A shady yard can be a challenge to gardeners. Those glorious, colorful blooms that fill  local garden centers in the spring often don't do well in less than full sun. The dark recesses of the backyard need something special to bring them onto your garden's spotlight.

A hosta may be the plant to add some pizzazz! They come in a variety of sizes and colors. Guacamole is large and, well, the color of guacamole. The Patriot Hosta isn't quite as large but the white trimmed, green leaves will also brighten up a shady spot.

More color can be added to shade gardens with the distinctive foliage of coral bells. The deep purple of Black Beauty, the red veins running through the leaves of Green Spice, and the peachy pink of Georgia Peach show off their unique colors.Their ruffled leaves of each plant add interesting textures.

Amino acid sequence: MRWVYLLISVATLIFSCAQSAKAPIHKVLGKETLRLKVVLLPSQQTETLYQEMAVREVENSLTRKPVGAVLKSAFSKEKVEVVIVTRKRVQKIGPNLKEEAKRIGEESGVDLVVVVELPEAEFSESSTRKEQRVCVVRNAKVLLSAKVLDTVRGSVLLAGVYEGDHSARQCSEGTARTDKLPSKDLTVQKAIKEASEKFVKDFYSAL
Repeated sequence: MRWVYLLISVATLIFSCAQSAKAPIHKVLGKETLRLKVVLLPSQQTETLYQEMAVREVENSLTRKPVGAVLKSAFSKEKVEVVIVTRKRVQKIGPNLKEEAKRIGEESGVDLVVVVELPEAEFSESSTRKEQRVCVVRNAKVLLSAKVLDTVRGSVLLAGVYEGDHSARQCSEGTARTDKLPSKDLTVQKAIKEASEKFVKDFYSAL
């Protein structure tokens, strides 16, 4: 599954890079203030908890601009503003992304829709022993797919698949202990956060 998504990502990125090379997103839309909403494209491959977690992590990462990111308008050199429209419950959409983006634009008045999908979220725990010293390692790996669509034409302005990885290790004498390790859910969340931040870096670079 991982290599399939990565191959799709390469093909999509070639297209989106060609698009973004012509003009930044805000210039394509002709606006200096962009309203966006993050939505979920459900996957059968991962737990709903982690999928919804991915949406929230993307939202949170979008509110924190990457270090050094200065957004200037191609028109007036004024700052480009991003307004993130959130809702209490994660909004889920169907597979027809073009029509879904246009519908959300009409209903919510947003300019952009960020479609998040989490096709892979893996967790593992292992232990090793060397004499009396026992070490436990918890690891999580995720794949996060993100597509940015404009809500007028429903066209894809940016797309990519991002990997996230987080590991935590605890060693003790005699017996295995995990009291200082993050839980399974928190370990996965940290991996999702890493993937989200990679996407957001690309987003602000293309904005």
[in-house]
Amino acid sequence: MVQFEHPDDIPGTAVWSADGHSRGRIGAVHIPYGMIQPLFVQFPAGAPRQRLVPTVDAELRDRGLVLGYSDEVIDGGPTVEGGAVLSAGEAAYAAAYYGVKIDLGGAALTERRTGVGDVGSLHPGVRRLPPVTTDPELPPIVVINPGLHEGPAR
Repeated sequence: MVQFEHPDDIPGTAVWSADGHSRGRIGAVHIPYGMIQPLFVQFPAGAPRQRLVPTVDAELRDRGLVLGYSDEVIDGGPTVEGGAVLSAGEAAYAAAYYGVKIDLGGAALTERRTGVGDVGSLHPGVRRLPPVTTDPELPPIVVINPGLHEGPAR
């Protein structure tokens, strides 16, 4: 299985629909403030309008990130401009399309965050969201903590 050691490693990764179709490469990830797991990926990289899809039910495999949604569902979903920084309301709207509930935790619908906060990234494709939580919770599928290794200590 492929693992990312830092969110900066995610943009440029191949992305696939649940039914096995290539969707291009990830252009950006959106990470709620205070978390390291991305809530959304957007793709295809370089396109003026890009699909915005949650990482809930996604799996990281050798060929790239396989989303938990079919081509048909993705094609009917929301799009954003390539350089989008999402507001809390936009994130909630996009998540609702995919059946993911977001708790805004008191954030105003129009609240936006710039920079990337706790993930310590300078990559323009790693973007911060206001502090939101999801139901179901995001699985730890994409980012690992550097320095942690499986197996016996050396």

Debbie GrahamResults Radio

Hydrangeas are often seen as an old fashioned plant. But their recent resurgence in landscaping popularity has proven them to be a dependable anchor in many shade gardens. The Annabelle Hydrangea has large white flower heads and dark green leaves, both of which lend themselves to spectacular floral arrangements. The heads can also be dried and used later in the season when creating wreaths.

Astilbe and ferns have similar leaf forms. They are often serrated looking and both work well in fresh floral arrangements. The height of astilbes, which can be up to 24 inches, allow them to be a back planting in a shade garden or interspersed with larger hostas. Japanese Painted Ferns look good more toward the front of a garden bed.

Whatever your preferences  may be, the ripple of a hosta, the wispy serration of a fern, or the ruffle of a coral belle, it's all just waiting for the spotlight in your garden!